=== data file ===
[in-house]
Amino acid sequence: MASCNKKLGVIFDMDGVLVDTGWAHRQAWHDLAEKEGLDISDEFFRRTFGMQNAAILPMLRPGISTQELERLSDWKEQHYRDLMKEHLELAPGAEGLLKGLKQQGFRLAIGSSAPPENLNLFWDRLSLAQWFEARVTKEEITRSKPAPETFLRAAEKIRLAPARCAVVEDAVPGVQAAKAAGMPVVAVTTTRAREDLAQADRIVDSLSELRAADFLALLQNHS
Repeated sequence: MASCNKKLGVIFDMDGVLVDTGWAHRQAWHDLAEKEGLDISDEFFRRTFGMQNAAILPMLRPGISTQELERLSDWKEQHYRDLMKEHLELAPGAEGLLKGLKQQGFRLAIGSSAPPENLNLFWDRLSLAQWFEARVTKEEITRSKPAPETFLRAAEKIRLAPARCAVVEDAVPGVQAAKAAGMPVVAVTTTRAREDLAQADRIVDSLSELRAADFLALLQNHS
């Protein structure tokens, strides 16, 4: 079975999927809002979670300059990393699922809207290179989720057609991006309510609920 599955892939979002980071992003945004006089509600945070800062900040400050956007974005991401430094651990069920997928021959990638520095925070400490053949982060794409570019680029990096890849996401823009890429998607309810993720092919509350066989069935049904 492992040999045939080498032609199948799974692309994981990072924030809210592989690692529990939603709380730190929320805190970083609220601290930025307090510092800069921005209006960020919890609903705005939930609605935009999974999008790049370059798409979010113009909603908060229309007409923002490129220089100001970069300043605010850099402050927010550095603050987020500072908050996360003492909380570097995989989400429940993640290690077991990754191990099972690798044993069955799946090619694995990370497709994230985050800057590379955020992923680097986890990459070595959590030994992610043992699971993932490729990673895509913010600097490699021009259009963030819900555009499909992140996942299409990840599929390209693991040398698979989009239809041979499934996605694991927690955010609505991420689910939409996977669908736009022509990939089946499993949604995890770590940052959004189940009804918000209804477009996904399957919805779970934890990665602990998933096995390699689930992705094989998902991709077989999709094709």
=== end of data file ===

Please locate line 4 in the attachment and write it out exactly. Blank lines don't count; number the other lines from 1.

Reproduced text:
């Protein structure tokens, strides 16, 4: 079975999927809002979670300059990393699922809207290179989720057609991006309510609920 599955892939979002980071992003945004006089509600945070800062900040400050956007974005991401430094651990069920997928021959990638520095925070400490053949982060794409570019680029990096890849996401823009890429998607309810993720092919509350066989069935049904 492992040999045939080498032609199948799974692309994981990072924030809210592989690692529990939603709380730190929320805190970083609220601290930025307090510092800069921005209006960020919890609903705005939930609605935009999974999008790049370059798409979010113009909603908060229309007409923002490129220089100001970069300043605010850099402050927010550095603050987020500072908050996360003492909380570097995989989400429940993640290690077991990754191990099972690798044993069955799946090619694995990370497709994230985050800057590379955020992923680097986890990459070595959590030994992610043992699971993932490729990673895509913010600097490699021009259009963030819900555009499909992140996942299409990840599929390209693991040398698979989009239809041979499934996605694991927690955010609505991420689910939409996977669908736009022509990939089946499993949604995890770590940052959004189940009804918000209804477009996904399957919805779970934890990665602990998933096995390699689930992705094989998902991709077989999709094709």